Portuguese Emigration to the United States, 1820-1930.
Maria Ioannis Benis Baganha. New York, Garland Pub., 1990. Available?
Leo Pap. Boston: Twayne Publishers, 1981. Available?
The Forgotten Portuguese.
Manuel Mira. Franklin, NC, Portuguese-American Historical Research Foundation, Inc., c1998. Available?
Portuguese of the United States From 1880 to 1990: Distinctiveness in Work Patterns Across Gender, Nativity and Place.
Maria Gloria Mulcahy. Thesis (Ph.D.), Brown University, 2003.
Looks at questions relating to the divergence of the Portuguese from the usual patterns of work-related aspects of adjustment. Focuses on labor force participation, occupational characteristics, and self-employment. Looks at regional differences between the major Portuguese settlement areas, including the Newark/New York area. Available?
Thomas M. Stephens. Hispania 72 (3), September 1989, 716-20.
Looks at Portuguese language maintenance and ethnicity in and around Newark, and the role played by education, the Church, the media, and the social clubs. Rutgers-restricted Access
Community, Culture and the Makings of Identity: Portuguese-Americans Along the Eastern Seaboard.
Edited by Kimberly DaCosta Holton and Andrea Klimt. North Dartmouth, Mass., University of Massachusetts Center for Portuguese Studies and Culture, 2009.
Includes: Chapter 5. Kimberly DaCosta Holton. Dancing Along the In-Between: Folklore Performance and Transmigration in Portuguese Newark; Chapter 6. Lori Barcliff Baptista. Images of the Virgin in Portuguese Art at the Newark Museum; Chapter 17. Ana Yolanda Ramos-Zayas. Stereotypes of the Tropics in 'Portuguese Newark': Brazilian Women, Urban Erotics, and the Phantom of Blackness; Chapter 19. Kimberly DaCosta Holton. Angola Dreaming: Memories of Africa Among Portuguese Retornados in Newark, NJ. Available?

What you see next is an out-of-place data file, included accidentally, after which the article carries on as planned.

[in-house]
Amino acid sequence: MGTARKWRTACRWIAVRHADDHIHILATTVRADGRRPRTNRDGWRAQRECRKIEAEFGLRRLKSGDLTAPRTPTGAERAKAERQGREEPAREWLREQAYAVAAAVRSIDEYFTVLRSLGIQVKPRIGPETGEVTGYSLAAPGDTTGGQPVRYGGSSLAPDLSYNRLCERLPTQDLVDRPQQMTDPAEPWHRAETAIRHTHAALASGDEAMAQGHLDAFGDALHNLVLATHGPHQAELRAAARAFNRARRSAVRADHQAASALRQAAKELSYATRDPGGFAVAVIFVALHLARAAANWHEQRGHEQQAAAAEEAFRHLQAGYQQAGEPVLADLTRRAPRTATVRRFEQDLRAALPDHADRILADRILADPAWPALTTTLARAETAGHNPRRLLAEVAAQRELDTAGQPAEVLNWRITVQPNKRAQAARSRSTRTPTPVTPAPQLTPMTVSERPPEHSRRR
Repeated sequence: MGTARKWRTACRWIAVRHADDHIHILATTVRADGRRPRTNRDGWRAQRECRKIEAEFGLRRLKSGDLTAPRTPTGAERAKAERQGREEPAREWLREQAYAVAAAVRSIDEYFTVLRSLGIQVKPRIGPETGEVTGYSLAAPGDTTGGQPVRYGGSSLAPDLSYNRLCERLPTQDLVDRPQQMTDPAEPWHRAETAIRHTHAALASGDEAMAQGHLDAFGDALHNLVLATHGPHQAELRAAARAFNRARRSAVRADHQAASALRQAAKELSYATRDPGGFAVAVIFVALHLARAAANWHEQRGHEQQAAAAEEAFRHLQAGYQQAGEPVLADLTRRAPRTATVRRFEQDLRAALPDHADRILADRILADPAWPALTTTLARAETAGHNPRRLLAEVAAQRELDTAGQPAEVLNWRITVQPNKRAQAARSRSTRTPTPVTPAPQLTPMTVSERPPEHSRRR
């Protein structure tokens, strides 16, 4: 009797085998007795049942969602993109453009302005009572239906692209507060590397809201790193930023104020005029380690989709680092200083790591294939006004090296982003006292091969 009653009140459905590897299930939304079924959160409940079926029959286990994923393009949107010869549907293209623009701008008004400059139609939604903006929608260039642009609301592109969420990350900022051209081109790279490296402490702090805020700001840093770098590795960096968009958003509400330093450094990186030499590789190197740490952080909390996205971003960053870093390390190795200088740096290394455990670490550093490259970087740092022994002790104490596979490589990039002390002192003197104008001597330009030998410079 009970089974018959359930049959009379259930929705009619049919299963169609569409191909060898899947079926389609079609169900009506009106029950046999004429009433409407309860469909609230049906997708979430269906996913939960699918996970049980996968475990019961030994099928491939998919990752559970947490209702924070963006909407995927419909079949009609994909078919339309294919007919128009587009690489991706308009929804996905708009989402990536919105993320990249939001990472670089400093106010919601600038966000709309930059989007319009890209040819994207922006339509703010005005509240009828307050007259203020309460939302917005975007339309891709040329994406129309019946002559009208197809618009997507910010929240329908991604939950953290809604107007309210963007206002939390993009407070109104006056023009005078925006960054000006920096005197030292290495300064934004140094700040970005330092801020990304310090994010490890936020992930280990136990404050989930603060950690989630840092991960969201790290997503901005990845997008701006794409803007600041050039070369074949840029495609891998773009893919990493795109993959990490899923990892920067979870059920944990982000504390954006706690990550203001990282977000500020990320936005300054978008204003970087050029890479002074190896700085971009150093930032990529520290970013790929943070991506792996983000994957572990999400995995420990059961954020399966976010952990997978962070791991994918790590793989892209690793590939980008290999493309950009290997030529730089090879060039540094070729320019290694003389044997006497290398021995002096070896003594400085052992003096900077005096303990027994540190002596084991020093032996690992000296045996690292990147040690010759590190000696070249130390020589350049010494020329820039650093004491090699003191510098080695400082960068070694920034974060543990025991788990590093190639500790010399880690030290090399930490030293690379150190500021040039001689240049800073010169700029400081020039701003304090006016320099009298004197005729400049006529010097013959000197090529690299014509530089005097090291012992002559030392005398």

Lori Danielle Barcliff Baptista. Text and Performance Quarterly 29(1), 2009, pp.60-76.
"This essay explores the relationship between food and identity performances within a segment of a Portuguese transnational community with social, economic, and political ties to both the Ironbound neighborhood of Newark, New Jersey, and many of the rural villages of Portugal. I examine how some Portuguese-Americans in Newark's Ironbound use bacalhau (salt cod) to perform their identities." Rutgers-restricted Access
Warren A. Reich, Jennifer M. Ramos, and Rashmi Jaipal. Asian Journal of Social Psychology 3(2), August 2000, 153-161.
"Forty undergraduate Rutgers-Newark students (21 women and 19 men) of Portuguese descent, aged 18 to 28, participated in a study on identity commitment and attitudes toward interethnic dating. High commitment to a Portuguese identity was associated with a collectivist orientation and with having a social network densely populated with Portuguese people." Rutgers-restricted Access
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